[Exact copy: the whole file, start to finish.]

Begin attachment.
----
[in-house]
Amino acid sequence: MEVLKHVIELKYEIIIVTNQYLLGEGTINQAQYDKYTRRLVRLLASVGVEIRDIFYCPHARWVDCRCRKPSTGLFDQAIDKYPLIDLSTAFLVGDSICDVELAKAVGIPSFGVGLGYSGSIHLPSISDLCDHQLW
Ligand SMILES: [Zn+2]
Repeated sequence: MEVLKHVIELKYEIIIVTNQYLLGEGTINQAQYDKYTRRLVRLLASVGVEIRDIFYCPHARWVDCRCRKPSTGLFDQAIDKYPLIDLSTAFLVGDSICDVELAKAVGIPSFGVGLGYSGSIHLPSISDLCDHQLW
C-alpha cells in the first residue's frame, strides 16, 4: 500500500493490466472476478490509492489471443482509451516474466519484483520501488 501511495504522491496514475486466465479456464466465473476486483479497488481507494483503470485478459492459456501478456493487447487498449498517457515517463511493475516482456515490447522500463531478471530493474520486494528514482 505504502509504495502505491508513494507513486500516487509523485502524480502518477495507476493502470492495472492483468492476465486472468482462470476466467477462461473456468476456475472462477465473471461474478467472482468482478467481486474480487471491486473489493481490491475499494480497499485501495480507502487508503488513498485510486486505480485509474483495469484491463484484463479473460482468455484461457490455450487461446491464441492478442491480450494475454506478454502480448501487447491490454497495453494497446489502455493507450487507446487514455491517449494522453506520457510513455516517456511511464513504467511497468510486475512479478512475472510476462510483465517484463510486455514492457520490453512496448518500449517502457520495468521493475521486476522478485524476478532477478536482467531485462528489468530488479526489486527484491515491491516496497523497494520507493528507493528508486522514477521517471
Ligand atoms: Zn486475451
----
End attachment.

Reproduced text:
[in-house]
Amino acid sequence: MEVLKHVIELKYEIIIVTNQYLLGEGTINQAQYDKYTRRLVRLLASVGVEIRDIFYCPHARWVDCRCRKPSTGLFDQAIDKYPLIDLSTAFLVGDSICDVELAKAVGIPSFGVGLGYSGSIHLPSISDLCDHQLW
Ligand SMILES: [Zn+2]
Repeated sequence: MEVLKHVIELKYEIIIVTNQYLLGEGTINQAQYDKYTRRLVRLLASVGVEIRDIFYCPHARWVDCRCRKPSTGLFDQAIDKYPLIDLSTAFLVGDSICDVELAKAVGIPSFGVGLGYSGSIHLPSISDLCDHQLW
C-alpha cells in the first residue's frame, strides 16, 4: 500500500493490466472476478490509492489471443482509451516474466519484483520501488 501511495504522491496514475486466465479456464466465473476486483479497488481507494483503470485478459492459456501478456493487447487498449498517457515517463511493475516482456515490447522500463531478471530493474520486494528514482 505504502509504495502505491508513494507513486500516487509523485502524480502518477495507476493502470492495472492483468492476465486472468482462470476466467477462461473456468476456475472462477465473471461474478467472482468482478467481486474480487471491486473489493481490491475499494480497499485501495480507502487508503488513498485510486486505480485509474483495469484491463484484463479473460482468455484461457490455450487461446491464441492478442491480450494475454506478454502480448501487447491490454497495453494497446489502455493507450487507446487514455491517449494522453506520457510513455516517456511511464513504467511497468510486475512479478512475472510476462510483465517484463510486455514492457520490453512496448518500449517502457520495468521493475521486476522478485524476478532477478536482467531485462528489468530488479526489486527484491515491491516496497523497494520507493528507493528508486522514477521517471
Ligand atoms: Zn486475451